When Brian Wilson first heard the Beatles’ 1965 album Rubber Soul, he was so astonished by the album that the next morning, he went straight to his piano and started writing “God Only Knows” with his songwriting partner Tony Asher.
Wilson knew that Rubber Soul — an album that contained the most mature songwriting from John Lennon, Paul McCartney and George Harrison yet, and exhibited the beginnings of a studio effects revolution — was a glimpse into the future of rock music, and that the Beatles were at the forefront. As cofounder of the Beach Boys, he knew that music was changing and for his group to stay on top in the industry, he would have to make something just as good, or better.
The result was Pet Sounds, released May 16, 1966. It was the Beach Boys’ greatest artistic achievement; one that would never be reached by the group again.
But for the Beatles, 1966 would prove to be just the beginning of an explosion of artistic and technological innovation that would not just change the group, but would alter rock music forever. Revolver — which turns 50 this month — was the culmination of that innovation. And it almost didn’t happen.
1966 was meant to be much like the previous two years for the Beatles. Mapped out by manager Brian Epstein, the group would shoot a film, write and record a soundtrack for that film, tour, and then record another album.
But when the Beatles couldn’t agree with Epstein on a movie script, the film project was scrapped. This gave the group some unexpected free time. And what better way to spend that time than in the studio?
Because the Beatles were now so established in the industry, the group felt they could take more risks when it came to the type of songs they produced. And the extra time off allowed them to explore ideas they might not otherwise have gotten to had they been under such a tight schedule.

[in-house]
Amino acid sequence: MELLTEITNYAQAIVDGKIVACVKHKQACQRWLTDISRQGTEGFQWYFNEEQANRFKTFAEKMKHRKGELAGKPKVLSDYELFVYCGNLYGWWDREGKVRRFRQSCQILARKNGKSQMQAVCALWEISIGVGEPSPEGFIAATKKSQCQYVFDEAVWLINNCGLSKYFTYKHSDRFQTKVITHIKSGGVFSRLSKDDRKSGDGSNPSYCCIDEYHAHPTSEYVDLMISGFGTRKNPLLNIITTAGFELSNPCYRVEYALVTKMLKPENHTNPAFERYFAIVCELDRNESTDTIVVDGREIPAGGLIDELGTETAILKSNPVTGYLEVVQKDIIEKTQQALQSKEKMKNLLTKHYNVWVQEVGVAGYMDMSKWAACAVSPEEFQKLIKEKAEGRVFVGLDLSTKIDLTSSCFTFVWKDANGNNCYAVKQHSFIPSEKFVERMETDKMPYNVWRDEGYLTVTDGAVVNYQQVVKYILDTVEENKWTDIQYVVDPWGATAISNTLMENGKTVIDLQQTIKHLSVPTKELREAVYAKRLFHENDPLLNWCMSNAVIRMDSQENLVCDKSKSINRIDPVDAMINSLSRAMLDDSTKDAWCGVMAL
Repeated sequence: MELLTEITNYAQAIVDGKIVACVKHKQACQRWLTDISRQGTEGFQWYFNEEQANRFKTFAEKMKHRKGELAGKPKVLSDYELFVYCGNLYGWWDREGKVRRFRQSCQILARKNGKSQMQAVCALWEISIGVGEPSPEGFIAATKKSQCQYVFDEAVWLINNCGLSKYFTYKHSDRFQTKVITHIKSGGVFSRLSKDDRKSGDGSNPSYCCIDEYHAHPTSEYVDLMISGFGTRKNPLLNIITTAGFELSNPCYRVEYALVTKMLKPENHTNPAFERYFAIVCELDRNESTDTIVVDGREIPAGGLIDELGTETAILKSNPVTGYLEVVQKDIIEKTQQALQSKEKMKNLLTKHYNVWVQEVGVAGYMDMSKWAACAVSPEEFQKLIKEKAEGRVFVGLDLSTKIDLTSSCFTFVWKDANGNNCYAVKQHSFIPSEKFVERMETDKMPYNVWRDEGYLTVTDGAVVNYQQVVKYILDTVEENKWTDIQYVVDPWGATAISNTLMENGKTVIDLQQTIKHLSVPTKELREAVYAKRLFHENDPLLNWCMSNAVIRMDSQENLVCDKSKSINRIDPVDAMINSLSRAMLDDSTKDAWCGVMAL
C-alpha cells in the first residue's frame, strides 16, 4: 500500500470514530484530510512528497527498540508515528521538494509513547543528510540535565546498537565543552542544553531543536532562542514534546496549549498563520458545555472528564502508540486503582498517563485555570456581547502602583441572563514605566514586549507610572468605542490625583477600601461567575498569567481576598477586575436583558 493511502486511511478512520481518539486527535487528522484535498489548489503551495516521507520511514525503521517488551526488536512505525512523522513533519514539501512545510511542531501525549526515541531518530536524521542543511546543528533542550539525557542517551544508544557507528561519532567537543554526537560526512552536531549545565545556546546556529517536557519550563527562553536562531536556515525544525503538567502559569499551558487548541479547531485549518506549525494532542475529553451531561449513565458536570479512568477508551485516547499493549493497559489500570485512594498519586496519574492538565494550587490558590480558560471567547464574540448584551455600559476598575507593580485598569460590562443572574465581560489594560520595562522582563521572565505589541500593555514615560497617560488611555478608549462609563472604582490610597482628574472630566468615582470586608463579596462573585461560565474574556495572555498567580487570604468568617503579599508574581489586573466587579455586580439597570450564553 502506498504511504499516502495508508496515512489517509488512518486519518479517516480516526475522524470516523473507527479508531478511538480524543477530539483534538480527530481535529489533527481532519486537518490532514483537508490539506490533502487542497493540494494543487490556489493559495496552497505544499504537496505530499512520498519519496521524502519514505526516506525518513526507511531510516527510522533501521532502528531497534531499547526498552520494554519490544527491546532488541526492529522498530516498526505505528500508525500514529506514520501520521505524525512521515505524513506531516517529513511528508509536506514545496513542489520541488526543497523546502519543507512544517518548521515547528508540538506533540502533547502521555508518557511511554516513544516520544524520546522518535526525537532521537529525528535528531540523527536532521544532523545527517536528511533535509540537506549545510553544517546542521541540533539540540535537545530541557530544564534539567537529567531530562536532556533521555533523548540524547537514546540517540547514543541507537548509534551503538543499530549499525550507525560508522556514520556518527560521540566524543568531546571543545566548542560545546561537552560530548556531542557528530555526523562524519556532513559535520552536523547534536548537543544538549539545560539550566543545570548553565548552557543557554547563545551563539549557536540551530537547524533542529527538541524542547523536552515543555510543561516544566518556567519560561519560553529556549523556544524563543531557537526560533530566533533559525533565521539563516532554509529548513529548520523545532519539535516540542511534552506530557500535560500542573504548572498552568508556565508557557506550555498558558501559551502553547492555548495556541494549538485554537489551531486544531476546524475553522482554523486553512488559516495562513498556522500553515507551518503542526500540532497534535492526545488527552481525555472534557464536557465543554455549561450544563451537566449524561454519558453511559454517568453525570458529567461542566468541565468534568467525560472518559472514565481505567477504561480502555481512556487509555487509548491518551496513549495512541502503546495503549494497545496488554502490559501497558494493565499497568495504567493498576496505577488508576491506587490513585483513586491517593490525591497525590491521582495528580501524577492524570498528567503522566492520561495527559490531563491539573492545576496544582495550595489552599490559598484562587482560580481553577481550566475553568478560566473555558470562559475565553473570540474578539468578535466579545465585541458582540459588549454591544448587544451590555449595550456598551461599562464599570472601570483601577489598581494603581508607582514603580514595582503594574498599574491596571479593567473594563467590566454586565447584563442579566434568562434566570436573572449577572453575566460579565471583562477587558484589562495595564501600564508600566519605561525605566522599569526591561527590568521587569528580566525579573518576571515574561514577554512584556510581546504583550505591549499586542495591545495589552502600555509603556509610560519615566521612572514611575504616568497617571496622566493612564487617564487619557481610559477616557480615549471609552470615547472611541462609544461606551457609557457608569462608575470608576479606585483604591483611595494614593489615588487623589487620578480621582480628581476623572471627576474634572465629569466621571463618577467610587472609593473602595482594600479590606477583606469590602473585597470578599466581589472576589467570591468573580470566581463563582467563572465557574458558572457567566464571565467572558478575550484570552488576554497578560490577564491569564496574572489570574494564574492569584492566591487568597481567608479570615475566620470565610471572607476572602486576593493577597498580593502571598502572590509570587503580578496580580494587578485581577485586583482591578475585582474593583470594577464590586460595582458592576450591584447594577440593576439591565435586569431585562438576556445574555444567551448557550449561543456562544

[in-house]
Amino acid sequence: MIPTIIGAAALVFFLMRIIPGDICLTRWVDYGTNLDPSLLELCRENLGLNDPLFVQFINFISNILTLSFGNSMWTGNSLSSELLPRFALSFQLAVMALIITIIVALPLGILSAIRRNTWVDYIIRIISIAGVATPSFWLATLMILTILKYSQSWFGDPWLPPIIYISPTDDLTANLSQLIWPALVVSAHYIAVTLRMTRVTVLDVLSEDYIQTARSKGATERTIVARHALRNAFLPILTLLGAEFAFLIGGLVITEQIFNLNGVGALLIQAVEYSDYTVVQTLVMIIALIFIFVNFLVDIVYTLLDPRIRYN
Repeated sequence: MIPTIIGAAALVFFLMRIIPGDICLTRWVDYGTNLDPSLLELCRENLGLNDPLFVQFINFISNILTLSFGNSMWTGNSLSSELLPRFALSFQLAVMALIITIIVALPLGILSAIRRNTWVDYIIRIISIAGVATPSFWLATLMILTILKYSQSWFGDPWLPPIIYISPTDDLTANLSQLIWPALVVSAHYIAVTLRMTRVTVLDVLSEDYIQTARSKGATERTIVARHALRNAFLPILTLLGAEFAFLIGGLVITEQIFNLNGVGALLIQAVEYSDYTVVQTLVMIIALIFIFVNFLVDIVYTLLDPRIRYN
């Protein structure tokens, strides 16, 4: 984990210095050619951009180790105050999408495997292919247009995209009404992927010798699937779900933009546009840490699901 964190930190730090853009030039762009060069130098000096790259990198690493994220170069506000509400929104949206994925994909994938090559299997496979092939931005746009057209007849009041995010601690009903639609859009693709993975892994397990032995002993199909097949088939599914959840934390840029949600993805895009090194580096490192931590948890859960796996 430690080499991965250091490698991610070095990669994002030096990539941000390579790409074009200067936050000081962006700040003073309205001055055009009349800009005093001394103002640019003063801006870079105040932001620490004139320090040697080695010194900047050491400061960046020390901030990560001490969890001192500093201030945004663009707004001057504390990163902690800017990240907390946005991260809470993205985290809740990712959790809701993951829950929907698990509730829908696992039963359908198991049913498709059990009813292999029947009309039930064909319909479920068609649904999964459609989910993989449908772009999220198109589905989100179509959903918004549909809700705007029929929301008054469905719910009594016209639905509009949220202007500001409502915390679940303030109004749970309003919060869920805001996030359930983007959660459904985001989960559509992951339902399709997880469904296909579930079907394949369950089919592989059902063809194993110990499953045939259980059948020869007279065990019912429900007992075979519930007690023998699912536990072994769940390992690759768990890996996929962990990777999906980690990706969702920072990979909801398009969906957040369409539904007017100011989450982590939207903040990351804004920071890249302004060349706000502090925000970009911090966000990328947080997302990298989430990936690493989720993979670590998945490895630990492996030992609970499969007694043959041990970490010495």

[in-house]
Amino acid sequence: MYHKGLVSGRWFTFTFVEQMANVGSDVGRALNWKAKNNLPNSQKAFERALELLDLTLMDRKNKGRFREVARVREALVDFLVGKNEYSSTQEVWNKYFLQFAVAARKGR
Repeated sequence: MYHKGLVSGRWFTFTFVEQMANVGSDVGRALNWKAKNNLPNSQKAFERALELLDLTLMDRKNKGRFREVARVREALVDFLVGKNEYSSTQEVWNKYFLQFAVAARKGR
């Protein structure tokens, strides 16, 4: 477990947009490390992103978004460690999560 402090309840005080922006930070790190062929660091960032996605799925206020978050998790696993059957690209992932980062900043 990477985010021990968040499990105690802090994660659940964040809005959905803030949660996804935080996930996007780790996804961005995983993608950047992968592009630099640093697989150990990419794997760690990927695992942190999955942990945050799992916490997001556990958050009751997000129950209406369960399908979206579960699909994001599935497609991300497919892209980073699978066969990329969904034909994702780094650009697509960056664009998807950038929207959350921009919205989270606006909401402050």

It was during this time that the group fully realized just how much touring was having an effect on them. Live appearances had provided them with the bulk of the money they were earning. But touring also limited the band to the music they could play — mostly songs that could be easily reproduced on stage. But as Rubber Soul proved, the Beatles’ music was becoming more complex, not just from a lyrical perspective, but also from a studio engineering standpoint.
As Robert Rodriguez points out in his book, Revolver: How the Beatles Reimagined Rock ’N’ Roll:
“The situation demonstrated the dichotomy between fulfilling duties out of financial need (and fan demand), and pursuing their artistic destiny in the studio, where their creative heart lie. As far as they were concerned, the latter course was the way of the future.”
But it wasn’t just the Beatles who were changing; it was the fans, too. As hard as Brian Epstein tried to maintain the band’s innocent, lovable mop-top image, controversies surrounding the group abounded. First, John Lennon’s infamous remarks to journalist friend Maureen Cleave about the Beatles being, “…more popular than Jesus now” caused an international uproar among many Christians.
Capitol Records sent 60,000 copies of what is now known as the “butcher cover” album, Yesterday and Today,to stores and the media weeks before its June 15 release, only to be pulled and replaced with a much safer, albeit boring, cover a very short time later. And then, during the Asian leg of their 1966 tour (which would be their last), two separate incidents — one involving First Lady Imelda Marcos of the Philippines and the other in Tokyo, Japan, involving the Nippon Budokan — a venue meant for martial arts, not so much rock concerts, according to some locals.
To fans, the Beatles, had become fallible for the first time in the group’s career. And reporters — who seized every opportunity to exploit the band’s time of weakness — ate it up. Lennon, McCartney, Harrison and Ringo Starr found, more than ever, comfort and solace in the studio, where the makings of Revolver began taking shape.
But the touring, fan controversies, and insatiable media weren’t the only factors that led the Beatles to crave more creative time in the studio. It was what was going on in their personal lives as well.